In a recent question, I received suggestions to talk on, amongst other things, the aspect of JavaScript where functions are 'first class' objects. What does the 'first class' mean in this context, as opposed to other objects?

EDIT (Jörg W Mittag): Exact Duplicate: "What is a first class programming construct?"


11 Answers 11


To quote Wikipedia:

In computer science, a programming language is said to support first-class functions (or function literal) if it treats functions as first-class objects. Specifically, this means that the language supports constructing new functions during the execution of a program, storing them in data structures, passing them as arguments to other functions, and returning them as the values of other functions.

This page also illustrates it beautifully:

Really, just like any other variable

  • A function is an instance of the Object type
  • A function can have properties and has a link back to its constructor method
  • You can store the function in a variable
  • You can pass the function as a parameter to another function
  • You can return the function from a function

also read TrayMan's comment, interesting...

  • 14
    Quoting wikipedia is nice and dandy, but the description is written in a language for scientists and not for geeks. What the heck does all that mean anyway? The last sentence in that quote is vagu.
    – Spoike
    Apr 1, 2009 at 12:08
  • 1
    @Spoike, true... provided javascript resource. Apr 1, 2009 at 12:11
  • 18
    Conveniently a language that has first-class functions also has higher-order functions, as opposed to being limited to first-order functions, which would rule out first-class functions. (Though higher-order, not first-class is possible.)
    – TrayMan
    Apr 1, 2009 at 12:20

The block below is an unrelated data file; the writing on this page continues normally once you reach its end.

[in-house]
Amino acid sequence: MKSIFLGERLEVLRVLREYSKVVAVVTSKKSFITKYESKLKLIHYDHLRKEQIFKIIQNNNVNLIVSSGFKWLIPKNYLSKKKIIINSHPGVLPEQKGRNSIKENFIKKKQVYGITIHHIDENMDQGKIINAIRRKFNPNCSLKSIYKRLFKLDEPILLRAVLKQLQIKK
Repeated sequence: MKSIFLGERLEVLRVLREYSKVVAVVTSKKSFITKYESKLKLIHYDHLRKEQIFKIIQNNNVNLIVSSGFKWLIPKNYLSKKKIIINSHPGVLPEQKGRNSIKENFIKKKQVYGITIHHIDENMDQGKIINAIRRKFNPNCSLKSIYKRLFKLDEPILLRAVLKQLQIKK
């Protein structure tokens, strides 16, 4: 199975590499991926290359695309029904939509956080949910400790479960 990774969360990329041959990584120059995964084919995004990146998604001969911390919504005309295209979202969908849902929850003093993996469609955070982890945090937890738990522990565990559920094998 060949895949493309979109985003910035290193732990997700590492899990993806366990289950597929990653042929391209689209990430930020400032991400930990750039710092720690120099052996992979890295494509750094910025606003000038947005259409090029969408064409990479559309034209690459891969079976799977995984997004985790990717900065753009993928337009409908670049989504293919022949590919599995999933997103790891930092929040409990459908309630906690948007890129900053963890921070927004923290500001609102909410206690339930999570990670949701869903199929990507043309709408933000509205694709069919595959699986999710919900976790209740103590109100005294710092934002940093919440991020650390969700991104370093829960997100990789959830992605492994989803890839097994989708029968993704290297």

• 7
    The link is not working anymore (after some 8 years).
    – doubleOrt
    Sep 19, 2017 at 17:21
  • @doubleOrt -- you can find the link on wayback machine: web.archive.org/web/20190419174030/http://helephant.com/2008/08/…
    – efw
    Nov 8, 2019 at 21:17

The notion of "first-class functions" in a programming language was introduced by British computer scientist Christopher Strachey in the 1960s. The most famous formulation of this principle is probably in Structure and Interpretation of Computer Programs by Gerald Jay Sussman and Harry Abelson:

  • They may be named by variables.
  • They may be passed as arguments to procedures.
  • They may be returned as the results of procedures.
  • They may be included in data structures.

Basically, it means that you can do with functions everything that you can do with all other elements in the programming language. So, in the case of JavaScript, it means that everything you can do with an Integer, a String, an Array or any other kind of Object, you can also do with functions.


More complete approval of Strachey-Sussman-Abelson's formulation. So if your language supports such a construct then you've got a function as a first-class language :)